Public sector entrepreneurship in South Africa

Publication Date02 December 2019
Pages500-512
DOIhttps://doi.org/10.1108/JEPP-08-2019-112
Date02 December 2019
AuthorBoris Urban,Mmapoulo Lindah Nkhumishe
SubjectStrategy,Entrepreneurship,Business climate/policy
Public sector entrepreneurship
in South Africa
Boris Urban and Mmapoulo Lindah Nkhumishe
University of the Witwatersrand, Johannesburg, South Africa
Abstract
Purpose Many unanswered que stions remain regarding the a uthorsunderstanding of ho w
entrepreneurship can be fostered in the public sector. To fill this knowledge gap, the purpose of this paper
is to conduct an empirical investigation to determine the relationship between different organisational factors
and entrepreneurial orientation (EO) in the South African public sector.
Design/methodology/approach Primarydata are sourced from middle-levelmanagers at municipalitiesin
the three largest provinces across SouthAfrica. Hypotheses are statisticallytested using regression analyses.
Findings Results reveal that the organisational antecedents of structure and culture explain a significant
amount of variation in the EO dimensions of innovativeness, risk taking and proactiveness. Additionally, the
findings on organisational rewards converge with an emerging stream of research which highlights that
while rewards works well to motivate individuals in the private sector, they are negatively correlated with
entrepreneurship in the public sector.
Research limitations/implications The study implications relate to the efficiency and effectiveness of
service delivery of municipalities in South Africa. Due to increases in community protest actions, it is
necessary not only to maximise efficiency in the provision of services, but also to innovate and be proactive in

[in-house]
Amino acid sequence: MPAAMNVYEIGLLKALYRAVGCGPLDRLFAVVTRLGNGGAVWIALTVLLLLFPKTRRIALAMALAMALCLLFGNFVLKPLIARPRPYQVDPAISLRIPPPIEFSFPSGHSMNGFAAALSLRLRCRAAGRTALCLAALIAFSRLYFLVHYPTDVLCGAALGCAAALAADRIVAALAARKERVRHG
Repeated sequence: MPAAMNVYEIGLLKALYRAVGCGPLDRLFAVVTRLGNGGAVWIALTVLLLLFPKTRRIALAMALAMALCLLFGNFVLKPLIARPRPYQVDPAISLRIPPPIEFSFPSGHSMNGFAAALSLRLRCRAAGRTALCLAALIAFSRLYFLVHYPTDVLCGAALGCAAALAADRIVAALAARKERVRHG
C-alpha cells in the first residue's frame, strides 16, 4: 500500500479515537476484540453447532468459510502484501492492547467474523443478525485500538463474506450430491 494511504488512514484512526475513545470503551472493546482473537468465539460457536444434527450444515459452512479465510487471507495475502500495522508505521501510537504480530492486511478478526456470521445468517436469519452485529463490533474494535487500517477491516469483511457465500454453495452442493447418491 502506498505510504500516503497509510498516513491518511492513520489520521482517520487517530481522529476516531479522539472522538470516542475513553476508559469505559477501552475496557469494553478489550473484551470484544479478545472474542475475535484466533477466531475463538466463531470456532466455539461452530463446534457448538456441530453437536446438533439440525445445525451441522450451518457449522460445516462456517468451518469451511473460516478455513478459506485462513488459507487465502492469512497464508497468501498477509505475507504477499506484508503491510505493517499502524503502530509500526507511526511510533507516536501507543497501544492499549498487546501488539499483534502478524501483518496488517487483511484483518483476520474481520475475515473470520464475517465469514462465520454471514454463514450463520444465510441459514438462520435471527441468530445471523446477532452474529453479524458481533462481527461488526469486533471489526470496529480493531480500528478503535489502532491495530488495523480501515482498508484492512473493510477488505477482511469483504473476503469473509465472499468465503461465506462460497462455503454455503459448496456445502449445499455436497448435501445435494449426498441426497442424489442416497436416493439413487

order to achieve more with less resources.
Originality/value By investigating previously unrelated factors in the public sector, the authors create
closer conceptual and empirical links between the role of organisational factors and each of the EO
dimensions. Furthermore, the study takes place in a relatively under-researched entrepreneurship and public
sector context.
Keywords Culture, South Africa, Rewards, Structure, Entrepreneurial orientation,
Public sector entrepreneurship
Paper type Research paper
1. Introduction
While the idea of public entrepreneurship is not new (Weiss, 2014), the concept of
entrepreneurship in the public sector has materialised in the mainstream entrepreneurship
literature (Hartley et al., 2013; Kearney et al., 2009; Klein et al., 2010). Public sector
entrepreneurship (PSE) is broadly theorised as a process that exists within public sector
organisations that result in innovative activities such as the development of new and
existing services, technologies, administrative techniques and new improved strategies
(Kearney and Meynhardt, 2016; Morris and Jones, 1999). Strow and Strow (2018) point out
that PSE is just one aspect of a broader good governance literature where knowledge on
PSE has expanded with research conducted in fields diverse as political science, economics,
management and public policy.
Alongside knowledge growth on PSE, developments in public sector management have
illustrated theneed to understand how entrepreneurship can be encouraged withinthe public
sphere (Currie et al., 2008; Fedele et al., 2016). Several researchers have advocated
entrepreneurshipas a means for public bureaucraciesand governmental entities to transform
themselves into flexible and proactive organisations that provide enhanced services through
ongoing innovation (Mack et al., 2008; Sadler, 2000; Walker, 2014). Despite governments
around the world,complaining about the absence ofentrepreneurial behaviour in theirpublic
sectors very little has been written about PSE and entrepreneurial orientation (EO) (Morris
and Jones, 1999; Ozcan and Reichstein, 2009). It also remains unclear to what extent
organisational variables such as structure and culture influence public sector managers to
attain higher levelsof EO (Kearney et al., 2009; Kim, 2010 ; Meynhardt and Diefenb ach, 2012).
Journal of Entrepreneurship and
Public Policy
Vol. 8 No. 4, 2019
pp. 500-512
© Emerald PublishingLimited
2045-2101
DOI 10.1108/JEPP-08-2019-112
Received 3 January 2019
Accepted 12 March 2019
The current issue and full text archive of this journal is available on Emerald Insight at:
www.emeraldinsight.com/2045-2101.htm
500
JEPP
8,4

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